You are on page 1of 7

Napoleon Solis English 112-72 Argument-Based Research Instructor Alexander Rogerian Argument 3/4/2014 Diversity in Higher Education In recent

years universities in the United States have been putting more effort into making their campuses more diverse. Each school has a different strategy to try to reach this goal. However, some problems may rise as to where exactly the line drawn that would determine which student is better for the school than another depending on their background and if that should have any importance at all. Having a diverse school is important because it prepares students to for their future careers as jobs are becoming more international and globalized. Also the racial make-up of the U.S. is changing. Universities are realizing the importance of having a diverse school and are taking steps to making it happen but that the same time they do not want to put out the idea that a racial background is more important than another. Many universities build a diverse student body by taking many factors into consideration from each student in order to prepare students to develop tolerance, respect and an open mind towards different cultures and backgrounds. Many argue that race should not play any role when it comes to college admissions as it creates a form of discrimination or favoritism. Policies like Affirmative action have been

used to integrate different races to universities. The topic of affirmative action in college application is a highly debated. What affirmative action means when talking about admissions is actively accepting underrepresented groups of people. In the past it was used as a way of integrating African Americans after the Civil rights movement but today it also includes Hispanics and basically every race (Messerli). This creates the idea that a student that is from a minority has a better chance of being accepted to a school based of their race and a white student was denied for the sake of adding diversity to a campus. An example being that an average middle class white student might get rejected in order to accept an African American or Hispanic applicant in order to reach a certain percentage of diversity. Highly selective schools usually have a high standard when it comes to GPA and SAT scores and everyone is compared equally. The fact that a student is of a different background just adds dimension and is something else to take into consideration. Each school has there different criteria that they consider the most important. Most of them look at what courses were taken, grades, class rank, test scores, recommendations, essays, interviews, etc. Typically if a school is small they pay more attention your personal talents and statements and your interview. Larger schools or public state colleges usually go by the scores of standardized tests. Also sometimes they have to make a decision based on the level of difficulty your courses have. Slightly lower grades on challenging classes might look better than high grades on average classes (Admissions Decisions: What Counts). Highly selective schools, typically private schools, like Harvard have had the reputation of only accepting wealthy white students. Whether that idea is true or not many Ivy League schools have made their effort of diversifying their schools more public. State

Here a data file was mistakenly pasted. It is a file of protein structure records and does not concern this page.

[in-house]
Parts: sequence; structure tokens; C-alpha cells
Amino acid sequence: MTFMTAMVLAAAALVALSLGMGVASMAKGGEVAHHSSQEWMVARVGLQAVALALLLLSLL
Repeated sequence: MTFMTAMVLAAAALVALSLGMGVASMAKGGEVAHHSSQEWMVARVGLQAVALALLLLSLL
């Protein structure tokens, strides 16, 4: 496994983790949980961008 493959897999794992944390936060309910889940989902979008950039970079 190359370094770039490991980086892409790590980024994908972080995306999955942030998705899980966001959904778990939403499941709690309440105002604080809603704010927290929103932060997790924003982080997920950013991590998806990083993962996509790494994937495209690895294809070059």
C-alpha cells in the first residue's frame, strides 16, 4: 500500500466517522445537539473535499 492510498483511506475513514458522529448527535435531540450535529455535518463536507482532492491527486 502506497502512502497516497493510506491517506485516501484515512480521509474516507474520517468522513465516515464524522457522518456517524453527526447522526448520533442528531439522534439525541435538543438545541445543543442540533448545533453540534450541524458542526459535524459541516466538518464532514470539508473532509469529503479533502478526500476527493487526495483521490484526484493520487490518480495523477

Colleges usually accept students based off grades and standardized test. However their diversity usually depends on the surrounding areas and the students they cater towards. Typically a schools demographics mirror the demographics of the location and the surrounded areas. If there is a high concentration of Caucasians around the college the college probably had a high concentration of Caucasians. Same goes for a school around place with a high concentration of African-Americans or Hispanics. The school might need to take extra steps to bring different types of students into the school to increase diversity. Typically when you think of diversity, the first thing that comes to mind is adding more Latinos and African Americans to a group of people. However to a University the word diversity has a very broad definition and takes many characteristics into consideration. Its not all about race and ethnicity. Things like sexual orientation, socioeconomic status, disabilities and your location can be seen as a way to add diversity to a campus. The stereotypes typically when it comes to socioeconomic status are middle class white students, poor African-Americans and poor Hispanics. However, of course we know that everybody does not fit in these categories. There are poor white students as well as wealthy Hispanics and African Americans. A university might be interested in adding wealthier students of color or poorer white students. Both options are seen as a way of adding diversity based on class. So it is possible that a white student could add some type of diversity to a campus depending on what other characteristics they possess. (Strauss). Another thing to keep in mind is that words like minority, person of color, and underrepresented ethnicity have very different and specific meanings to a university. Usually people think these words have the same meaning and could be used interchangeably but thats not the case. A student that is